When my siblings and I were young, we used to ask my mother: “Which one of us do you love the best?”
Her response was always disappointingly the same. “See my fingers?” she would say as she held up her hand, “Do I love one more than the other? No! I love them all the same!”
Well, of the many flowers I grow and love, this “Shimadaijin” tree peony would be my thumb, or maybe my pointer finger!
Although tree peonies tend to resent being moved, I couldn’t bear to leave this one behind when we moved from our first home in Charlottesville. I dug it up and transplanted it to our new garden, where it reigns supreme as the undisputed Empress of All the Land. I’ve ruthlessly hacked to pieces and uprooted a number of perfectly lovely plants that have had the temerity to encroach upon her territory.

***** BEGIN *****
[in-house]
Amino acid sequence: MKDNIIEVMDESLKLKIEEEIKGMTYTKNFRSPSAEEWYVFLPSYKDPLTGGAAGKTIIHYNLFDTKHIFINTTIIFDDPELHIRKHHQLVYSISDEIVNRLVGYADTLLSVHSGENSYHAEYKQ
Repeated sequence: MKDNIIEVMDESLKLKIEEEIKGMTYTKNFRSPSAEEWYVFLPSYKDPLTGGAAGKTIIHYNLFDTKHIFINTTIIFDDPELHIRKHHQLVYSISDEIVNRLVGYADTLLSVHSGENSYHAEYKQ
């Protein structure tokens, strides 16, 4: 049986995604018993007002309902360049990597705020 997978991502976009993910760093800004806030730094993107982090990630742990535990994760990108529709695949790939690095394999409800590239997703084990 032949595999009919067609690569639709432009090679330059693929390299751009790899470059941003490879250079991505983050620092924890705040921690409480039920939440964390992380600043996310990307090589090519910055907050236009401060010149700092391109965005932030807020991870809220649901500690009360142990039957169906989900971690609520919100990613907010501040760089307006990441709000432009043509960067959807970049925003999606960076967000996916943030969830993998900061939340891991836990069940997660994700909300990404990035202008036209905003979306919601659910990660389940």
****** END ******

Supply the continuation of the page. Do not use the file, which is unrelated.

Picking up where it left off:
The tree peony is:
- a drop-dead gorgeous diva – a gardener might sell her soul for this plant
- imperious – deer don’t dare take a nibble
- unabashedly flamboyant – those silky, over-the-top, fragrant blossoms can be up to 10″ across
- surprisingly low-maintenance – despite its glamorous appearance, this woody shrub doesn’t need pampering. Unlike the herbaceous peony, tree peony stems do not die back in the winter and should not be cut back.
- long-lived – a tree peony can live for decades
The beauty of tree peonies has inspired names as extravagant as the blossoms themselves. Here are a few of the more evocative ones:
Black Dragon Holds a Splendid Flower
Coiled Dragon in the Mist
Companion of Serenity
Cup of Shining Night
Flying Swallow in a Red Dress
Gold Sand in a Black Ocean
Green Dragon Lying on a Chinese Inkstone
Palace of the Purple Clouds
Princess Zhao Marries Beyond the Great Wall
Tipsy Imperial Concubine